The Catch 22 of the 1970s
Remember when diversity became a hot topic in business circles during the 1990s? During the decade before that, we heard very little about diversity in business.
But teamwork in the workplace and “giving workers a share of the pie” through gainsharing programs such as the Scanlon plan were a big part of university continuing education programs in the 1980s.
I was working as a vice president in a top-down management environment back then and felt we had to change our corporate culture to stay competitive in attracting both suppliers and employees. Plus, I wanted to add to my business acumen to stay abreast with my colleagues.
So, I took all kinds of “new management” workshops and courses in Madison. After all, the Japanese seemed so far ahead of us Americans in producing quality cars etc. at that time.
I felt enlightened but had little success in transferring into actual practice what I was convinced at the time would be best for Wisconsin’s rural business environment.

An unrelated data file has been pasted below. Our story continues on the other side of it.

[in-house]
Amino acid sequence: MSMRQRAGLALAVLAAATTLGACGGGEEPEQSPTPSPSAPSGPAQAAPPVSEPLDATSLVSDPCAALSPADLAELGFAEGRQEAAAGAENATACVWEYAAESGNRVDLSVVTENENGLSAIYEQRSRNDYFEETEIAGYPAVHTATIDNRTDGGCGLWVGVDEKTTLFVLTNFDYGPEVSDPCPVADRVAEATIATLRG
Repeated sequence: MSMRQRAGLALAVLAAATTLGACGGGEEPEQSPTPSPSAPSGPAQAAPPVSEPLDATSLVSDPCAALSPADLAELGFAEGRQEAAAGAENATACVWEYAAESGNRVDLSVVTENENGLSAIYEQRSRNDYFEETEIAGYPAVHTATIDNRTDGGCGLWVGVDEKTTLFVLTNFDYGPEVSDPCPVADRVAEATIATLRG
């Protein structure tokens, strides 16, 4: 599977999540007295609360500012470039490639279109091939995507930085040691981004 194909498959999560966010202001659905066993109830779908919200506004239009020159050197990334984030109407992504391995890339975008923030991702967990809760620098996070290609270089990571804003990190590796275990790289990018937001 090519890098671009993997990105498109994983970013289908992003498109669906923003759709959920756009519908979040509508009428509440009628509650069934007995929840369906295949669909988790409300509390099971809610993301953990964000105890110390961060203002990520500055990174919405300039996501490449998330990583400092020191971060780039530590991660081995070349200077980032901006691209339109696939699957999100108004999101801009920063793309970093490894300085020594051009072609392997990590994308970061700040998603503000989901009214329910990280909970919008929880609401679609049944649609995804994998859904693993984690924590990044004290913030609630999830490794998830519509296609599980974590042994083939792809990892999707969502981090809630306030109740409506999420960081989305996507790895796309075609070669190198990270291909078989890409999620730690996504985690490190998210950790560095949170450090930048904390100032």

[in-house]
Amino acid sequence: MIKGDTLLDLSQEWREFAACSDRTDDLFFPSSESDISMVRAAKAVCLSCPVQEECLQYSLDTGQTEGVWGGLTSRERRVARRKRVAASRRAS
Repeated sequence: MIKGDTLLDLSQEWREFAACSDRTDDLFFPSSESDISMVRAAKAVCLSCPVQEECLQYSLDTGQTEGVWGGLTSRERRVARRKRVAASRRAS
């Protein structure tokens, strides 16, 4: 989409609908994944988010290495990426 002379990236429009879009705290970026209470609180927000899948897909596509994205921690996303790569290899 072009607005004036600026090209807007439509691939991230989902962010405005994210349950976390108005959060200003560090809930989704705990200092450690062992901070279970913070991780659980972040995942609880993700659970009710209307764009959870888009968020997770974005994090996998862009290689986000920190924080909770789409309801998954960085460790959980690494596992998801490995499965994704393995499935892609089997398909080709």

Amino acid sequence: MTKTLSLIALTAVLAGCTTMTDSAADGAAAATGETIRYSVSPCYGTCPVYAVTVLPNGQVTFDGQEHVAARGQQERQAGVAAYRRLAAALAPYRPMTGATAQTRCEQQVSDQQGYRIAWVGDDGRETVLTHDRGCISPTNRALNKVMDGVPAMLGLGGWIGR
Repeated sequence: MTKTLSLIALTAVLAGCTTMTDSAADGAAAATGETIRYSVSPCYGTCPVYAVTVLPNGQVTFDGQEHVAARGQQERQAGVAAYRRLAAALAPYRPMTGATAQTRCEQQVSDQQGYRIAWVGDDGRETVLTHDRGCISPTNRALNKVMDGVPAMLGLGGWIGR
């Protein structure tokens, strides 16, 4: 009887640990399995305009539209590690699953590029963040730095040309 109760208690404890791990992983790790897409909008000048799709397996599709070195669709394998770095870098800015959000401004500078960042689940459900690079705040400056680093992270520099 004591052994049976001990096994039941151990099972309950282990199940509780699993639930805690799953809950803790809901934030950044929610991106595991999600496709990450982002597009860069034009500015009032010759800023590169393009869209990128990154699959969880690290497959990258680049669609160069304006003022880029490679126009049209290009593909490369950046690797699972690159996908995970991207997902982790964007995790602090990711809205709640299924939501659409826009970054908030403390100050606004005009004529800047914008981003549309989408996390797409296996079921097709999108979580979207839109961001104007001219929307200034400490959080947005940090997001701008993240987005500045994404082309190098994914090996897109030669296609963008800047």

However, two good things came out of my dalliance with leadership and management philosophy during the 1980s:
- A realization that corporate culture does not change much without complete buy-in from the top person in charge (and perhaps a corporate shock brought on through something like a merger or buyout).
- An appreciation for the tradition of "The Wisconsin Idea," first articulated by UW–Madison President Charles Van Hise in 1904, when he declared "I shall never be content until the beneficent influence of the University reaches every home in the state."
* When have you felt you were out in the forefront of an important social issue?